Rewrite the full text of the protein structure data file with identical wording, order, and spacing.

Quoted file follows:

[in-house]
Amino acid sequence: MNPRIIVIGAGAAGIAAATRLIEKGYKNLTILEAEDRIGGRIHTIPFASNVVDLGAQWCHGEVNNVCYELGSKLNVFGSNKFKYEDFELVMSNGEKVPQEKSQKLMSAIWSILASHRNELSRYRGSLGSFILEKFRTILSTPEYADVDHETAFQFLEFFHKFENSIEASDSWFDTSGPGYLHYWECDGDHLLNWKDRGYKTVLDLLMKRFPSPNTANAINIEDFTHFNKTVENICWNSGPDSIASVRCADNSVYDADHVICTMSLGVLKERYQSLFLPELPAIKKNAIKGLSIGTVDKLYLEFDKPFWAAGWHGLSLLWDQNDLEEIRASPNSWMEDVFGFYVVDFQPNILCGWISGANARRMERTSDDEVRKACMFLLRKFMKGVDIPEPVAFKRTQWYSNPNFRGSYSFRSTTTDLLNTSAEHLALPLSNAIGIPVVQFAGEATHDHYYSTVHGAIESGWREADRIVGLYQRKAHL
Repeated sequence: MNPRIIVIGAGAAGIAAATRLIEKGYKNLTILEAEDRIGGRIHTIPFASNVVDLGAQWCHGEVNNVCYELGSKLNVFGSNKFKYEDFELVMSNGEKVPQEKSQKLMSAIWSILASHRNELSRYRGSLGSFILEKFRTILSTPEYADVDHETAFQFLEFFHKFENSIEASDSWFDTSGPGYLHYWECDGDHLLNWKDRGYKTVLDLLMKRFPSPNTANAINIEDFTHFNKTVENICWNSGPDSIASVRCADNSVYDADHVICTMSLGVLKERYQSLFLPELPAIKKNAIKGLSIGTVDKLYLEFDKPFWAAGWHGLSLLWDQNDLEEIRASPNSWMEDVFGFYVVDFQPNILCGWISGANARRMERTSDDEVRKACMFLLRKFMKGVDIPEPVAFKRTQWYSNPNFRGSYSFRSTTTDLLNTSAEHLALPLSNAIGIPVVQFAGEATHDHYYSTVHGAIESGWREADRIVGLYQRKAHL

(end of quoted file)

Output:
[in-house]
Amino acid sequence: MNPRIIVIGAGAAGIAAATRLIEKGYKNLTILEAEDRIGGRIHTIPFASNVVDLGAQWCHGEVNNVCYELGSKLNVFGSNKFKYEDFELVMSNGEKVPQEKSQKLMSAIWSILASHRNELSRYRGSLGSFILEKFRTILSTPEYADVDHETAFQFLEFFHKFENSIEASDSWFDTSGPGYLHYWECDGDHLLNWKDRGYKTVLDLLMKRFPSPNTANAINIEDFTHFNKTVENICWNSGPDSIASVRCADNSVYDADHVICTMSLGVLKERYQSLFLPELPAIKKNAIKGLSIGTVDKLYLEFDKPFWAAGWHGLSLLWDQNDLEEIRASPNSWMEDVFGFYVVDFQPNILCGWISGANARRMERTSDDEVRKACMFLLRKFMKGVDIPEPVAFKRTQWYSNPNFRGSYSFRSTTTDLLNTSAEHLALPLSNAIGIPVVQFAGEATHDHYYSTVHGAIESGWREADRIVGLYQRKAHL
Repeated sequence: MNPRIIVIGAGAAGIAAATRLIEKGYKNLTILEAEDRIGGRIHTIPFASNVVDLGAQWCHGEVNNVCYELGSKLNVFGSNKFKYEDFELVMSNGEKVPQEKSQKLMSAIWSILASHRNELSRYRGSLGSFILEKFRTILSTPEYADVDHETAFQFLEFFHKFENSIEASDSWFDTSGPGYLHYWECDGDHLLNWKDRGYKTVLDLLMKRFPSPNTANAINIEDFTHFNKTVENICWNSGPDSIASVRCADNSVYDADHVICTMSLGVLKERYQSLFLPELPAIKKNAIKGLSIGTVDKLYLEFDKPFWAAGWHGLSLLWDQNDLEEIRASPNSWMEDVFGFYVVDFQPNILCGWISGANARRMERTSDDEVRKACMFLLRKFMKGVDIPEPVAFKRTQWYSNPNFRGSYSFRSTTTDLLNTSAEHLALPLSNAIGIPVVQFAGEATHDHYYSTVHGAIESGWREADRIVGLYQRKAHL